Our kitchen design progress continued to move along. After we got the rough layout figured out, we started refining our picks for finishes and colors.
Obviously, one of the biggest pieces of the kitchen design process is choosing kitchen cabinets. We knew from the outset that we wanted to avoid custom cabinets since they can get so expensive (see our design goals here, and how our build is matching up with those goals here).
A lot of our house is going to be white – most of the walls, anyway. So we decided that the kitchen cabinets would be a good place to use some color. Basic shaker cabinets don’t really go out of style (or at least they haven’t), and so updating the kitchen down the road could be as simple as another coat of paint. We started leaning towards some deep blues. For more, see our big ‘ol pinterest board.
Unfortunately, we had our eyes on Ikea cabinets, but their color options are really limited. Places like Semi Handmade can get you either additional color options or unpainted doors for Ikea carcasses (cabinet frames). But when we priced out those options they quickly exceeded our $12,000 budget.
We ordered some samples from Lily Ann Cabinets and Cabinets Bay, and we found some colors that we liked. They were also quite affordable. The jury is still out on durability though. Ultimately, we’re feeding our builder the options we like and letting him coordinate final choices and installation, but we generally liked the look of a royal blue shaker cabinet.
The next big stop was countertops. We generally liked the marble look, but after talking to Shaun about red wine stains on real marble countertops in multi-million dollar NYC condos, we decided that marble was likely too high-maintenance for our tastes. We have two small kids, and we’ve never been particularly easy on our surfaces. So true marble was out.
The next, most obvious choice was quartz that mimics marble. This has the potential to “date” our kitchen, since veined quartz is largely tHe NEw HoTNess on sites like Pinterest and Houzz. But with that said, nobody is so sensitive to kitchen trends as the people who lurk on the Houzz forums. And sure, something like speckled granite suggests your kitchen was probably built or redone in the early 2000s, but I’ve had plenty of wonderful dinners made in granite kitchens or other looks that are no longer trendy and haven’t thought twice about it.
Some of the marble-like quartz can look sort of plastic-like, and the white backgrounds can run from bright white to grey to warmer yellowish tones. So we started getting samples. Some we ordered online, others we got from the likes of Lowe’s and Home Depot. Finding the little drawers where they kept the quartz samples at Home Depot was key. Most came from the usual suspects: Cambria, Cesarstone, MSI, and some others. The Cesarstone samples were particularly helpful because they came with poster-sized prints of what the larger slabs looked like, so you can get a better sense of what the veining looks like in real life. That’s a hard thing to tell by a 3″ square sample.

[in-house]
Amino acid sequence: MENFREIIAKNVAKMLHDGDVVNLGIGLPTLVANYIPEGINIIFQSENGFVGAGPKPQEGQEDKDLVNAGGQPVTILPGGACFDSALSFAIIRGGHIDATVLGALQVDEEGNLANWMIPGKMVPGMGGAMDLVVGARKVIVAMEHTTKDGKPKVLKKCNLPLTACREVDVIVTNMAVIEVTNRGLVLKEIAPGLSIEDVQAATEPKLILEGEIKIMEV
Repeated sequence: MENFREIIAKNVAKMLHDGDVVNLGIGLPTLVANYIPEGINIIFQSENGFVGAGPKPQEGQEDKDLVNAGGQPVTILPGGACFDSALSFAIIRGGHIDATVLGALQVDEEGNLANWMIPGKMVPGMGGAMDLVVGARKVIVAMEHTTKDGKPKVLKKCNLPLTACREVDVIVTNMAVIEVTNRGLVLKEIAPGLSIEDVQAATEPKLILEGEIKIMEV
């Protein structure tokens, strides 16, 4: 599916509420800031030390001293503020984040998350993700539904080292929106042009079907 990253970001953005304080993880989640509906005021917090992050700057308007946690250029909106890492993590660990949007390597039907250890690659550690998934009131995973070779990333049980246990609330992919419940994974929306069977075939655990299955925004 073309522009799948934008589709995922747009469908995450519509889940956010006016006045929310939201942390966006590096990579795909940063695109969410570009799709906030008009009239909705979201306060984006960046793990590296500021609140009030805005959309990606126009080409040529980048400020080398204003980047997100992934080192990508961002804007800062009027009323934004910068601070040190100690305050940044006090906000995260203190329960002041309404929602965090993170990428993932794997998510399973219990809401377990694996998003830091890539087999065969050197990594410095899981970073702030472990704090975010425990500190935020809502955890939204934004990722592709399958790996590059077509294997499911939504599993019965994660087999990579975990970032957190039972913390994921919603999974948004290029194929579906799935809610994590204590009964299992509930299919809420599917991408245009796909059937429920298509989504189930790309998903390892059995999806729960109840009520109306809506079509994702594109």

For the most part, it looked like our $5,000 kitchen countertop budget would be enough. Particularly since we were looking at installing butcher block countertops on the short counters near our cooktop. Butcher block is relatively cheap. The last thing we needed to decide was whether we wanted a 12′ island, or whether we wanted to slim things down to about 10.5′, which would let us use a single quartz slab for the whole counter. We decided to mock things up in the kitchen once the framers were out of the way with some boxes and tape to see what felt right.
We had a fairly good idea of what we wanted for main-floor living/kitchen/dining area flooring from the start: some sort of light engineered hardwood (with in-floor heat, solid hardwood was out – we needed the dimensional stability of engineered hardwood). After pulling lots of samples from Lowe’s and Home Depot and ordering a lot of them from the internet (a lot of flooring places will send you free samples), things hadn’t changed much. We largely zeroed in on maple, hickory, and some of the lighter applewood looks. As with the cabinets, we weren’t focused on choosing a specific product. Instead, we wanted to zero in on the look we wanted, and then allow our builder to suggest a final product.
Kitchen Color Palette
Ultimately, these were the sets of samples we chose to demonstrate the look we were going for:
And these were the rejects. For the most part, they included cabinet colors that were too grey, flooring that was too grey or two brown, and countertop colors that were too yellow:
With that, we were able to send Shaun (our builder) and Ellen (our interior designer) the palette and the specific products we liked so that Shaun could go shopping and Ellen could use them as a basis to coordinate other design bits in the house, like the backsplash behind our stove.
A few more mini book reviews:
The New Cottage: Though this book focuses on “cottages,” loosely defined, I thought it was a great little resource for architectural ideas generally. Some of it probably has something to do with the format, which isn’t too unlike this blog: case studies involving a discussion of why the owners made the specific design choices they made. I also just have a soft spot for cabins and cottages. But the whole “modern twist on a classic form” is right up my alley.
Country and Modern: Contemporary Interiors for Rural Settings: Though the title suggested this book was totally up my alley, most of it felt pretty scattered. Some decent inspiration if you like sparse, somewhat rustic interiors, but little in the way of actionable advice or a thesis.
Styling with Salvage: Designing and Decorating with Reclaimed Materials: Most of this feels like it was written by someone who just really likes shopping at antique malls. Not really our style.